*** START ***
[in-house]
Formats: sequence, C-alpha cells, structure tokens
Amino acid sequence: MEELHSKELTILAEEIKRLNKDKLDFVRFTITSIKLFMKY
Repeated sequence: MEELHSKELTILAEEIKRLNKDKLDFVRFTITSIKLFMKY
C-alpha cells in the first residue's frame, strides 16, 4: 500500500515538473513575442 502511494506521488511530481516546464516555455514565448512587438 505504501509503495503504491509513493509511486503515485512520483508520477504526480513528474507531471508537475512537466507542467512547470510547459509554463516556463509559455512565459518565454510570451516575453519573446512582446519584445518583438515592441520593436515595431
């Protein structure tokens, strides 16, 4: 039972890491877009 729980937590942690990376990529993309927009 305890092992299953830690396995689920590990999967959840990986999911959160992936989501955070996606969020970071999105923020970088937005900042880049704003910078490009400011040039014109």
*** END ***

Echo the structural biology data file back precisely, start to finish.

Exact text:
[in-house]
Formats: sequence, C-alpha cells, structure tokens
Amino acid sequence: MEELHSKELTILAEEIKRLNKDKLDFVRFTITSIKLFMKY
Repeated sequence: MEELHSKELTILAEEIKRLNKDKLDFVRFTITSIKLFMKY
C-alpha cells in the first residue's frame, strides 16, 4: 500500500515538473513575442 502511494506521488511530481516546464516555455514565448512587438 505504501509503495503504491509513493509511486503515485512520483508520477504526480513528474507531471508537475512537466507542467512547470510547459509554463516556463509559455512565459518565454510570451516575453519573446512582446519584445518583438515592441520593436515595431
């Protein structure tokens, strides 16, 4: 039972890491877009 729980937590942690990376990529993309927009 305890092992299953830690396995689920590990999967959840990986999911959160992936989501955070996606969020970071999105923020970088937005900042880049704003910078490009400011040039014109």